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Not Choose and Book, but Choose and Consult


26 April 2017

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Primary care with capitation funding has a similar budget to outpatients, but an outpatient appointment costs more than four times as much as a GP one. Primary care, with a fixed budget, has a clear incentive to manage a patient in the most efficient way. Outpatients is incentivised to see a patient in person in the department, rather than manage the pathway and use communication systems to minimise the need for an appointment.

So how do we move to a system that encourages everyone to manage the whole population in the most cost-effective way?

Primary care with capitation funding has a similar budget to outpatients, but an outpatient appointment costs more than four times as much as a GP one. Primary care, with a fixed budget, has a clear incentive to manage a patient in the most efficient way. Outpatients is incentivised to see a patient in person in the department, rather than manage the pathway and use communication systems to minimise the need for an appointment.

So how do we move to a system that encourages everyone to manage the whole population in the most cost-effective way?

At present, a GP refers a patient to hospital by booking them into outpatients. Invariably the appointment is a few weeks later. Typically the referral letter is first read when the patient goes to outpatients and the GP’s tests will be repeated. Eventually a GP will get a letter from outpatients, but many weeks will have passed, the disease will have progressed and quite often the patient will have gone to other outpatient appointments, so all the varying advice needs to be managed by the GP.

In Tower Hamlets now, a GP can e-refer to a renal consultant and get advice back within two weeks, with the consultant being able to view the GP notes and blood test results remotely. There is no need for a patient to travel to the hospital. For skin lesions, the GP can take a picture on a phone and within days get advice back.

So here is the plan. No more Choose and Book; instead Choose and Consult. The default position of booking a patient into outpatients is as old-fashioned as going into your bank.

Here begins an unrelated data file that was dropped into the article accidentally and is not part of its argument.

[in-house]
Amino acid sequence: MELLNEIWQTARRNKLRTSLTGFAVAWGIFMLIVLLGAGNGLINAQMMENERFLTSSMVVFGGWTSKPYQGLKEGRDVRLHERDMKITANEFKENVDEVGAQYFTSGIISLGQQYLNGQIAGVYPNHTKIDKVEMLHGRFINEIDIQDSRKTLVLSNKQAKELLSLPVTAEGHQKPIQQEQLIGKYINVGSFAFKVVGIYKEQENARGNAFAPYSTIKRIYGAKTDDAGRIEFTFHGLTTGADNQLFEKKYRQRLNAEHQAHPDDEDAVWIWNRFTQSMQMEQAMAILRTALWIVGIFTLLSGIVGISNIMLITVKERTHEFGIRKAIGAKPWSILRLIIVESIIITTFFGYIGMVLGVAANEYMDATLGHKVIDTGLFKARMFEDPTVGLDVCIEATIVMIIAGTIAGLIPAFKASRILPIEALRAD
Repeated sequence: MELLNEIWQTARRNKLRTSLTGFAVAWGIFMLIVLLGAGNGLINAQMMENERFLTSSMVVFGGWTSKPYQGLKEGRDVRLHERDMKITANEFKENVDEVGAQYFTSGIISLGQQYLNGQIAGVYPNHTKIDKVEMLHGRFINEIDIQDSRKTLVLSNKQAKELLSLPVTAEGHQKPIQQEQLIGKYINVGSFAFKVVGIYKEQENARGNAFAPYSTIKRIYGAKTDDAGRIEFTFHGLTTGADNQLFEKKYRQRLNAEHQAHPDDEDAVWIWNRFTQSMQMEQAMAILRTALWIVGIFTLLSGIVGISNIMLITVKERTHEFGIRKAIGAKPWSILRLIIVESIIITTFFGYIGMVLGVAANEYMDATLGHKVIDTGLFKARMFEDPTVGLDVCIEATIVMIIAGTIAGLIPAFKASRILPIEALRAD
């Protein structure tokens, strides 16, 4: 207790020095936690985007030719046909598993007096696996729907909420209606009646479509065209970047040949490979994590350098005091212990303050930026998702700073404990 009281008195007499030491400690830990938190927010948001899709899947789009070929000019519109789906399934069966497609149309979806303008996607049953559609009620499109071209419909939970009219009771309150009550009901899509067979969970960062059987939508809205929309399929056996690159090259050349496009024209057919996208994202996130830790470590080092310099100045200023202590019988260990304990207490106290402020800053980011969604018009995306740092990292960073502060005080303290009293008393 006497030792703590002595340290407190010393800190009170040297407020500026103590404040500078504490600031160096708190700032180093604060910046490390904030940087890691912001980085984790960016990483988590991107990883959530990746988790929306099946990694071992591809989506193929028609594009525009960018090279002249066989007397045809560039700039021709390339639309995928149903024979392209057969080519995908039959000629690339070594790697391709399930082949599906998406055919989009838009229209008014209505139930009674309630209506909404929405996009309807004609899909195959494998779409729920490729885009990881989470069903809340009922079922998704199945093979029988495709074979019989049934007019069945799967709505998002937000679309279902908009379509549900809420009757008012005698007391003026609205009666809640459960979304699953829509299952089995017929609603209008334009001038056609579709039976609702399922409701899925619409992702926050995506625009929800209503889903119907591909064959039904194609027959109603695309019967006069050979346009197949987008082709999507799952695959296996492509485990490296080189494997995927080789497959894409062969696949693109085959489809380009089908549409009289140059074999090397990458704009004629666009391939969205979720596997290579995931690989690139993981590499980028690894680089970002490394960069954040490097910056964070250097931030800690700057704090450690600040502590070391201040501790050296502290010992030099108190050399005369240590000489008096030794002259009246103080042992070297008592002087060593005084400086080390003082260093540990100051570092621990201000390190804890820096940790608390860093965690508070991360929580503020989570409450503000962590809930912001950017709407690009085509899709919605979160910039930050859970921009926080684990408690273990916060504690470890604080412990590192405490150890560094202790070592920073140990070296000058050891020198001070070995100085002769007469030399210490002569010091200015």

The consultant team will get an e-referral and can choose to send advice back, phone the patient or GP and if needed book an appointment. All GPs and consultants would have access to GP and hospital notes. There would be immediate triage by the hospital, the use of more management options, timely help for the GP and potentially half the visits to outpatients would be saved.

This would be a win for patients – fewer visits to hospital; a win for GPs – timely help; a win for consultants – the recreation of the consultant as an expert adviser. In a recent meeting of American professor Don Berwick and 100 clinicians from east London, one GP suggested putting up a statue to the consultant diabetologist who has already transformed care along this model.

For urgent advice, follow the lead of Barts hospital. All GPs have a direct line and can ask to be put through to a consultant on their mobile.

Payment by activity has no support among policymakers and clinicians. It leads to poor clinical pathways and financial controls. Accountable care organisations will hasten its demise but we can all play a part by stopping the default position of booking patients into outpatients, lifting controls on consultant-to-consultant referrals and putting outpatients on an equitable footing with primary care. It will bring back the close relationship between hospital and primary care clinicians and the focus on resolving patients’ problems as quickly as possible.

Dr Sam Everington is chair of Tower Hamlets clinical commissioning group, NHS England’s adviser on new care models and chair of the Healthcare Leader editorial board

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